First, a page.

Sharemarket tipped for a 10 per cent pull-back

Markets have climbed to record highs but concerns about a sell-off are rising. Photo: Dominic LorrimerCould we be at the start of the sell-off in equities that many investment managers have spent months calling?
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Many developed sharemarkets are regarded as being expensive, still this hasn’t stopped them climbing to record highs. The Australian benchmark index S&P/ASX 200 is up 13 per cent over the past year, and is trading at 14.6 times forward earnings.

Wall Street has also been trading at records and at a valuation of 18 times reported earnings is at the highest since 2011. Back then, it was in the middle of a 19 per cent slide, its biggest during the current five-year bull market, according to Bloomberg.

But the Dow Jones index has been unable to hold above the record 17,000 mark and dropped 118 points overnight as investors locked in profits ahead of the second-quarter reporting season. US miner Alcoa was the first company to post results that beat expectations.

The sell-off is likely to weigh on the local sharemarket at the start of trade this morning, with the September SPI Futures down 20 points, or 0.4 per cent.

Longview Economics chief market strategist Chris Watling said that 2014 was on course to be one of the quietest years in terms of volatility in the last 50 years.

“Years without a pullback of 7.5 per cent are rare indeed” and there were only nine such years in the past 50, he said. Rarer still were years with no pullback above 5 per cent, with only one year in the last 50 years and only four since the start of the data in 1928,” he told Livewire.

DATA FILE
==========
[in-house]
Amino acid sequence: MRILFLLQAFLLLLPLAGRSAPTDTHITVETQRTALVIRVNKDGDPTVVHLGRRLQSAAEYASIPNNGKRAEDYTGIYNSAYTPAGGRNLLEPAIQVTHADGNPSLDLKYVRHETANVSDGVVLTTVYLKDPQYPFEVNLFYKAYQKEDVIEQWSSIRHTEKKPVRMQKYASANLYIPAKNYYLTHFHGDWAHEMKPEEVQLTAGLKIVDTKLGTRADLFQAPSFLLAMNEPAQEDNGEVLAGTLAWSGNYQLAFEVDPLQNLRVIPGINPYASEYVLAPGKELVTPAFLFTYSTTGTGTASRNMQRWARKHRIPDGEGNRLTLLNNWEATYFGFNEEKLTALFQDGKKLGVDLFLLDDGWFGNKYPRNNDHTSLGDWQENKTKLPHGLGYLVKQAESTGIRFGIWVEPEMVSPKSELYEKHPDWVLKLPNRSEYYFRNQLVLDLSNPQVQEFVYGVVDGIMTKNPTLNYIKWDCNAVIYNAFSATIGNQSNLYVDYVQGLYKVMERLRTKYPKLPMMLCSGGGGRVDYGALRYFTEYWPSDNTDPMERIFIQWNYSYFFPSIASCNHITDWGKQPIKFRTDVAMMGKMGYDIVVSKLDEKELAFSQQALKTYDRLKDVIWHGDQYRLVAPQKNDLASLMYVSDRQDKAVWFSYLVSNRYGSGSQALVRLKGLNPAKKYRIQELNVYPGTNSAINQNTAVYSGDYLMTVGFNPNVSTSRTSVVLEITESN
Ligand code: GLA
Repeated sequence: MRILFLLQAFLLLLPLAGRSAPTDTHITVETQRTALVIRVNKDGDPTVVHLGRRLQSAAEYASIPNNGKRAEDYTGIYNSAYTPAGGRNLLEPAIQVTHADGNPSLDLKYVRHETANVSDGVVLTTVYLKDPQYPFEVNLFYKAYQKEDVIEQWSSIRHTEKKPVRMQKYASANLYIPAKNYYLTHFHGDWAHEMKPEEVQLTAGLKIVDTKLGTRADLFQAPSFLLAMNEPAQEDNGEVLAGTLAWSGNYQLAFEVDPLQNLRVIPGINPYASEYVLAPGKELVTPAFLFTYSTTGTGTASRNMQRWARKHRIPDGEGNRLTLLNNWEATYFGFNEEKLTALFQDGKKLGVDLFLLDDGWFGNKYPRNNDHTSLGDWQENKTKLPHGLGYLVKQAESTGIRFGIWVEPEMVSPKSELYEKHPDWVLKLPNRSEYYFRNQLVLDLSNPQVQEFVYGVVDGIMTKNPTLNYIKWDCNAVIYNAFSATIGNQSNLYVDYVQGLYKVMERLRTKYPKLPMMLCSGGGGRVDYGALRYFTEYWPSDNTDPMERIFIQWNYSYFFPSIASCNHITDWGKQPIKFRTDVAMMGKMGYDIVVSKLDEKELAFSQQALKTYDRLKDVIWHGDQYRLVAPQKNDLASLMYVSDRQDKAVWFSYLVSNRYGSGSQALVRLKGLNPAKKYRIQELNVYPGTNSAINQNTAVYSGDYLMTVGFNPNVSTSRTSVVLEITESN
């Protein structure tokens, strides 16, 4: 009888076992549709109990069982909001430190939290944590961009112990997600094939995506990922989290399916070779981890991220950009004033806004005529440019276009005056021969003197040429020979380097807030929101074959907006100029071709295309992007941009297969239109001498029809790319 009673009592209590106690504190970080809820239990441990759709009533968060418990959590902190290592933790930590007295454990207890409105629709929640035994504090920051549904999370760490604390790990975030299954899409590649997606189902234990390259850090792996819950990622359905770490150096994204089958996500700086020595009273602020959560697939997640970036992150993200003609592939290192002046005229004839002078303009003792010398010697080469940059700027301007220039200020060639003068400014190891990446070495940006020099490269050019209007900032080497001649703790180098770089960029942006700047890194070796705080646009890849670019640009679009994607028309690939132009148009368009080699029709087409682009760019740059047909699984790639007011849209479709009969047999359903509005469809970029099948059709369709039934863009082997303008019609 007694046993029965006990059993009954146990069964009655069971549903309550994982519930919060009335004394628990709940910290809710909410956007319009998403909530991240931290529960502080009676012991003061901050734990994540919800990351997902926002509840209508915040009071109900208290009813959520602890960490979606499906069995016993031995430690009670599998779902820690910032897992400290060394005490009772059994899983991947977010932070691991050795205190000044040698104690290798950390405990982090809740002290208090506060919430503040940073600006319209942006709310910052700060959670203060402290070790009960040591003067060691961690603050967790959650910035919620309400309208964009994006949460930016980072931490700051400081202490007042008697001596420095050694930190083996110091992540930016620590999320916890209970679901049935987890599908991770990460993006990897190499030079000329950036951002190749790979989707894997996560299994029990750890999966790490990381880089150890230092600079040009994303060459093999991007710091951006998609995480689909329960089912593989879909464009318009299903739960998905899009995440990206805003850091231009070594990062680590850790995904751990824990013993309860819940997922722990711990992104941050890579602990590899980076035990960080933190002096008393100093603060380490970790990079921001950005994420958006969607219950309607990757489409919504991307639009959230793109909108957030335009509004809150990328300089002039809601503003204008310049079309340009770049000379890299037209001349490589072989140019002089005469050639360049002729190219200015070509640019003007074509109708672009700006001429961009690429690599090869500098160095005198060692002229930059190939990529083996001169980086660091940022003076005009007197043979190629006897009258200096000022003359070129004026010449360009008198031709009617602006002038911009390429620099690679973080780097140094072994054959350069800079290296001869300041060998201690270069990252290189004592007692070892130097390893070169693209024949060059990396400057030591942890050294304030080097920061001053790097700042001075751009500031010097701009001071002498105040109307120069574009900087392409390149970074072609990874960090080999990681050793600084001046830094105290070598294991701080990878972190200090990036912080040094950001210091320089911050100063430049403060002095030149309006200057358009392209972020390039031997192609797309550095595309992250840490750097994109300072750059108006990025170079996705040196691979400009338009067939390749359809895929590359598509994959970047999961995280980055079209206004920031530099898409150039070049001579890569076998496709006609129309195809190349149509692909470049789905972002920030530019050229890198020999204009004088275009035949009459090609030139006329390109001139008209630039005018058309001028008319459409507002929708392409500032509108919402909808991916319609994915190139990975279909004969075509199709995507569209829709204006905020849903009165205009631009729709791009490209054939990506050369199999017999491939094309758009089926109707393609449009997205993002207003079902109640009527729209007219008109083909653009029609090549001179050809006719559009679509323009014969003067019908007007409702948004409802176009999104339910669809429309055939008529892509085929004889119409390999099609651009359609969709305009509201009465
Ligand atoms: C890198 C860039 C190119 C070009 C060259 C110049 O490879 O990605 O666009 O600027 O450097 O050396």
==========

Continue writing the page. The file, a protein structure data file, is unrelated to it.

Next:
While many investment managers see the market pushing higher over the next 12 months, a 10 per cent pull-back is what many were tipping. The last time the Australian sharemarket experienced a significant pull-back was in the third quarter of 2012.

“It is expensive,” said National Australia Bank analyst Emma Lawson in a morning note. “That has been the mantra right across asset classes for months. Then, periodically, markets get super worried about that and take profits. Across asset classes, and ignoring any of the underlying macro data or evidence that the liquidity rug isn’t going to be pulled out from under them soon, there is a move to unwind positions.”

Last night, US and European stocks extended a sell-off, with the Nasdaq sliding the most in two months.

US small caps were hardest hit, with the Russell 2000 underperforming the wider market. This drove yields lower but boosted the Australian dollar and New Zealand dollar.

The Chicago Board Options Exchange Volatility Index, which measures the level of fear in the market, added 5.7 per cent to 11.98 points – its biggest two-day rally since early April, according to Bloomberg.

“A sustained rise in market volatility poses risks for the Australian dollar and yield plays, but it would need to be sustained before we worry,” said NAB’s Ms Lawson.

Global equities climbed to a high value of $66 trillion at the end of last week, helped by six years of gains in US stocks, including the Dow Jones breaking above 17,000 points for the first time.

Over the past financial year, the Chicago Board Options Exchange Volatility Index has remained near record lows, which has only further peddled the hunt for higher returns in equities.

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